The tutor qualification programme promotes competencies of all seven CanMEDS roles. Overall, the comparison of the assessment of tutors and trainers showed a high level of agreement, although the tutors assigned more role competencies to the individual modules especially to module four. According to the assessment of both groups, the role of the scholar is promoted in all modules, the role of the leader from module 1B onwards. In addition, the first and fourth modules focus on the role of the collaborator and the fourth on that of the professional. In both groups, in module 2 is seen at most comprehensive acquisition of competencies, which is also reflected in the promotion of the role of the medical expert. The role of the health advocate is only assigned to individual modules by the tutors, but not by the training coordinators.


The CanMEDS Physician Competency Framework is proved to be an appropriate analytical tool for presenting the acquisition of competencies within the individual modules of the qualification programme, although its suitability for structuring teaching units is critically discussed [28].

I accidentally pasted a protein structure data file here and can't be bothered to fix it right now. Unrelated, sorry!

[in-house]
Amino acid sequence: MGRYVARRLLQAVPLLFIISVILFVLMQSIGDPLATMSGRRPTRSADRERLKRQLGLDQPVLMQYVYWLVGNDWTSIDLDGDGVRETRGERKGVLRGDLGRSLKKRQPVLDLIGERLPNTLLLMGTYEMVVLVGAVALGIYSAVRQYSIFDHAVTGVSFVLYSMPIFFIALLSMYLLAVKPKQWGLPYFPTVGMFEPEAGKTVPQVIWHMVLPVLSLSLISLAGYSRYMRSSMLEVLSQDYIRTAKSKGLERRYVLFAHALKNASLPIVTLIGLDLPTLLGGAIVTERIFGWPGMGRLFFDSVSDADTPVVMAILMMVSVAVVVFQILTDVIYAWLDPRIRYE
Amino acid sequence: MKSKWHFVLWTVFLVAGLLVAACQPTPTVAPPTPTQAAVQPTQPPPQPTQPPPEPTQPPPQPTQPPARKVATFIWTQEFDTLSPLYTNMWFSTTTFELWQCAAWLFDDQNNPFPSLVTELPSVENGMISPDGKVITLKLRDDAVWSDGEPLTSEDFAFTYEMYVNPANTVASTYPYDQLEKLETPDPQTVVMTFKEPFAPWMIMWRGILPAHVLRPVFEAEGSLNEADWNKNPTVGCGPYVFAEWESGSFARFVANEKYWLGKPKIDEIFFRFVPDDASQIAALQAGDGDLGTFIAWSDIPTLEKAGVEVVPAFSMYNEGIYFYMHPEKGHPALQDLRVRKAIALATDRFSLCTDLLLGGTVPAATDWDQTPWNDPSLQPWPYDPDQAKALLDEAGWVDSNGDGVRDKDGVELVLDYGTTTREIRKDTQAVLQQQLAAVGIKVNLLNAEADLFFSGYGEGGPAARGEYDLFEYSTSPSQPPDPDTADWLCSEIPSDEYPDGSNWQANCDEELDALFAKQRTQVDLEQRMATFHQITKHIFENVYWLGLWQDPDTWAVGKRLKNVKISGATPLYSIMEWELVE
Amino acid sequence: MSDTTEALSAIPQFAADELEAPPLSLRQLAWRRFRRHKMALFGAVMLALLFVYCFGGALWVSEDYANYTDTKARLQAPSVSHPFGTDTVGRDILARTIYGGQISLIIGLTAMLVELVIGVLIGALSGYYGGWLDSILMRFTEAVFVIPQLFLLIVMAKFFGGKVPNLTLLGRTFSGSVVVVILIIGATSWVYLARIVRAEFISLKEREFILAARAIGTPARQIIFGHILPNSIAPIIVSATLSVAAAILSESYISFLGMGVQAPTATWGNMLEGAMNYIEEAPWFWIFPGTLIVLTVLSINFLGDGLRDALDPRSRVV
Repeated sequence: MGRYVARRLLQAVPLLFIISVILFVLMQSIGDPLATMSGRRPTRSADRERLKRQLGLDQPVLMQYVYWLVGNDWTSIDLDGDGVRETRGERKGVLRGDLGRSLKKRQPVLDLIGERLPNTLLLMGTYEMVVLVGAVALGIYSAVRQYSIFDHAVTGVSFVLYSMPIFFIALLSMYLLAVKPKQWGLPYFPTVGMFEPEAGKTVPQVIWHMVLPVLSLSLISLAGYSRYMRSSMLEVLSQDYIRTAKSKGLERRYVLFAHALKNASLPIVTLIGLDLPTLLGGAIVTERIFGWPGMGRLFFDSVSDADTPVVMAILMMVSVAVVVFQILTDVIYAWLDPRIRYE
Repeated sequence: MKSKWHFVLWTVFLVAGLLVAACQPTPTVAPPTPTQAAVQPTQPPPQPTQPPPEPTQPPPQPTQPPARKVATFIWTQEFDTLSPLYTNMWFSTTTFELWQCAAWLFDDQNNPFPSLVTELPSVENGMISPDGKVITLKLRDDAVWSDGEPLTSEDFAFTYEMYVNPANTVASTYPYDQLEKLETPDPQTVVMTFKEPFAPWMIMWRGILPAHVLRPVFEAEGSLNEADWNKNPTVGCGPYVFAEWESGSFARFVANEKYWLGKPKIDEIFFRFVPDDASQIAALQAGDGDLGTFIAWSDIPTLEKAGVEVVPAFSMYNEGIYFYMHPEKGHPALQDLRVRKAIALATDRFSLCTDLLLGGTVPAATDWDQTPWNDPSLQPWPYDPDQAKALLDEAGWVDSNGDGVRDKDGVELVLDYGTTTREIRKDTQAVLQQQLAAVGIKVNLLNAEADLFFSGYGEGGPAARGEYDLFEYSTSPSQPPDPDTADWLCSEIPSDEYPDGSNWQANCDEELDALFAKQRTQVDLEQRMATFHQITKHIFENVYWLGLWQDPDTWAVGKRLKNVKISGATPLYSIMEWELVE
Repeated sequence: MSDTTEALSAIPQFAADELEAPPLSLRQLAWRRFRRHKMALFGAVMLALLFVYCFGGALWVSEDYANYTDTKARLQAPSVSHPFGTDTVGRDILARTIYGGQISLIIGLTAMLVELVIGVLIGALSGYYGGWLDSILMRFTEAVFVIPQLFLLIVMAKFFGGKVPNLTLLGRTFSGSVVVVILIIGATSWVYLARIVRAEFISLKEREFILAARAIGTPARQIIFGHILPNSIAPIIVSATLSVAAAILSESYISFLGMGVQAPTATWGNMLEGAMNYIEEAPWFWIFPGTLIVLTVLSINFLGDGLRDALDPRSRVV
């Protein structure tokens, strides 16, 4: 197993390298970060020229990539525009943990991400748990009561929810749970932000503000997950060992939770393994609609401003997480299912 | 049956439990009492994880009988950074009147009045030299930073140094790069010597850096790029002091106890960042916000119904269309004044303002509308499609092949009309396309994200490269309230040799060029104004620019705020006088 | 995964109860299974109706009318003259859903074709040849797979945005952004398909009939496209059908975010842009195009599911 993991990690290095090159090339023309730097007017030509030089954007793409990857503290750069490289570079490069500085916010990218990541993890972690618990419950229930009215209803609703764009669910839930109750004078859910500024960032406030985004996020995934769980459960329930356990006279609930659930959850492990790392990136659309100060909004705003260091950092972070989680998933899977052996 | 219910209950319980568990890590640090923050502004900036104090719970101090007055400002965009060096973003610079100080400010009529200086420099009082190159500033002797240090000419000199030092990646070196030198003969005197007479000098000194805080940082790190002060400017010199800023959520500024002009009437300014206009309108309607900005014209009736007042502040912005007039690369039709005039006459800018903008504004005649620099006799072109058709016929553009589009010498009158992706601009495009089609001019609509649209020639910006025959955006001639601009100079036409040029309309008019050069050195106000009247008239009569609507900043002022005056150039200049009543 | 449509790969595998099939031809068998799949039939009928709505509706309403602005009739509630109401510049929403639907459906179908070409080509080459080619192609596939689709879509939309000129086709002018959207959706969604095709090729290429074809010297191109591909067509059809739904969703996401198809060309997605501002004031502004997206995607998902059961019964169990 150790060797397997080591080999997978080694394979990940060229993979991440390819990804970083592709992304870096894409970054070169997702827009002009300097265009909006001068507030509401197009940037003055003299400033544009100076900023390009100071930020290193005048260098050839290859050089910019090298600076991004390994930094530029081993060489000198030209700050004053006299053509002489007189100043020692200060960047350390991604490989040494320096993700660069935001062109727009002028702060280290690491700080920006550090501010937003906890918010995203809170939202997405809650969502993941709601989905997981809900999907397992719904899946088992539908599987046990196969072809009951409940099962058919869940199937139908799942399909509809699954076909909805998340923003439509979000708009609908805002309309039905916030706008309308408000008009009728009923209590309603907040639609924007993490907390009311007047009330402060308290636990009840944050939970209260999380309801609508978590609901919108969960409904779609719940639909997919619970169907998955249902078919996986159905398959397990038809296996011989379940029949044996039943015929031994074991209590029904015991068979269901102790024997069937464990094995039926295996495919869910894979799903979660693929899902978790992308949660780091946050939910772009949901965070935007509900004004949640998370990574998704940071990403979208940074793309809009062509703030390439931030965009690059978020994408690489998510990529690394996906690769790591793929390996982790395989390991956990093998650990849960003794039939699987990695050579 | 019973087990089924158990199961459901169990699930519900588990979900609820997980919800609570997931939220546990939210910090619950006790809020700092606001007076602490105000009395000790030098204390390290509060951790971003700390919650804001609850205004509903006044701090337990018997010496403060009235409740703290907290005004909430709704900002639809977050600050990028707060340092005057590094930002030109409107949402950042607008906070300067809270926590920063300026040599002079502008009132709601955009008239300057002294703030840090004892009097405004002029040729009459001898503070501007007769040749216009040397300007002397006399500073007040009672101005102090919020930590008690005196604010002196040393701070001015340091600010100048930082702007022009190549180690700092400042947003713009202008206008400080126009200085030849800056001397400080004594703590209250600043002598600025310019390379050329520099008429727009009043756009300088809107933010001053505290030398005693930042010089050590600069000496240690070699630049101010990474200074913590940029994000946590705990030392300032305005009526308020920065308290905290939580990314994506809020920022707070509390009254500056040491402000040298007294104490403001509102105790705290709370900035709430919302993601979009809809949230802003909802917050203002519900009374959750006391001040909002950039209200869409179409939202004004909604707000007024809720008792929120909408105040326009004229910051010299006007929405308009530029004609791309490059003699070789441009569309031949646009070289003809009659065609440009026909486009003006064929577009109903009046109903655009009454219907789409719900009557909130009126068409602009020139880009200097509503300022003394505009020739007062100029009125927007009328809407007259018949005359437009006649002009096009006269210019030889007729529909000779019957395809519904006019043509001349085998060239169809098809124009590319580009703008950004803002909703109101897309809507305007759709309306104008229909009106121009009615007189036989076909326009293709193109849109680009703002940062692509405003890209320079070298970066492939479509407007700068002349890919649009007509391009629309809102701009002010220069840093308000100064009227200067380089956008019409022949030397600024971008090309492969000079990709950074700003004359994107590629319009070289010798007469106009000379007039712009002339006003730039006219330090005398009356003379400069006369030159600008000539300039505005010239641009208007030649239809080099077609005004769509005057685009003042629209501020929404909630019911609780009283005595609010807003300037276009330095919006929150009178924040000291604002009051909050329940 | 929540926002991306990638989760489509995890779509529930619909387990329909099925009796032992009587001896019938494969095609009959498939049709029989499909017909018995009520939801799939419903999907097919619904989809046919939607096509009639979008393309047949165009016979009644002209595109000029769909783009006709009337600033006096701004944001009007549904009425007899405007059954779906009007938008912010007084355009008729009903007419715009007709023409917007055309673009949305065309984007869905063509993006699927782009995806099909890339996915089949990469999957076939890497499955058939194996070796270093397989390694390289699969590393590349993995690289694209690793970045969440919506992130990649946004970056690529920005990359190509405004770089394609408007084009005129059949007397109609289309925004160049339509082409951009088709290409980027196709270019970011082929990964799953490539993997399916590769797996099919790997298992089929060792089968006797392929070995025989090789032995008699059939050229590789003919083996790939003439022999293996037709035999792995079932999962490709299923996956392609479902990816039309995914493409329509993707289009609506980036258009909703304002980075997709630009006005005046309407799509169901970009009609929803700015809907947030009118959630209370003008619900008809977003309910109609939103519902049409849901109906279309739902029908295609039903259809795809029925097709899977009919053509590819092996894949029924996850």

Based on these results, the first question to be explored is which competencies are improved through the tutor qualification programme. With regard to all roles, it is not surprising that the roles of the scholar and the leader are in focus in all modules, both from the perspective of the students and the training coordinators, with the exception of the leader in module 1A (medical didactics). The training content explicitly addresses teaching and leadership competencies that can be tested and deepened in the performance of the tutorial courses. However, McConnell et al. surveyed medical and surgical specialists about their learning needs to find out intrinsic CanMEDS competencies. Most of the perceived learning need responses were coded by qualitative content analyses to the scholar and leader role. The participants described needs relating to providing feedback, developing teaching skills as well as leadership skills and practice management [29]. This emphasises the key importance of these two roles for the later career. Furthermore, as far as the view of the tutors is concerned, all roles are supported during the four modules, even though with different focus. This shows that tutors should be encouraged to complete the full training programme to enable extended competency acquisition.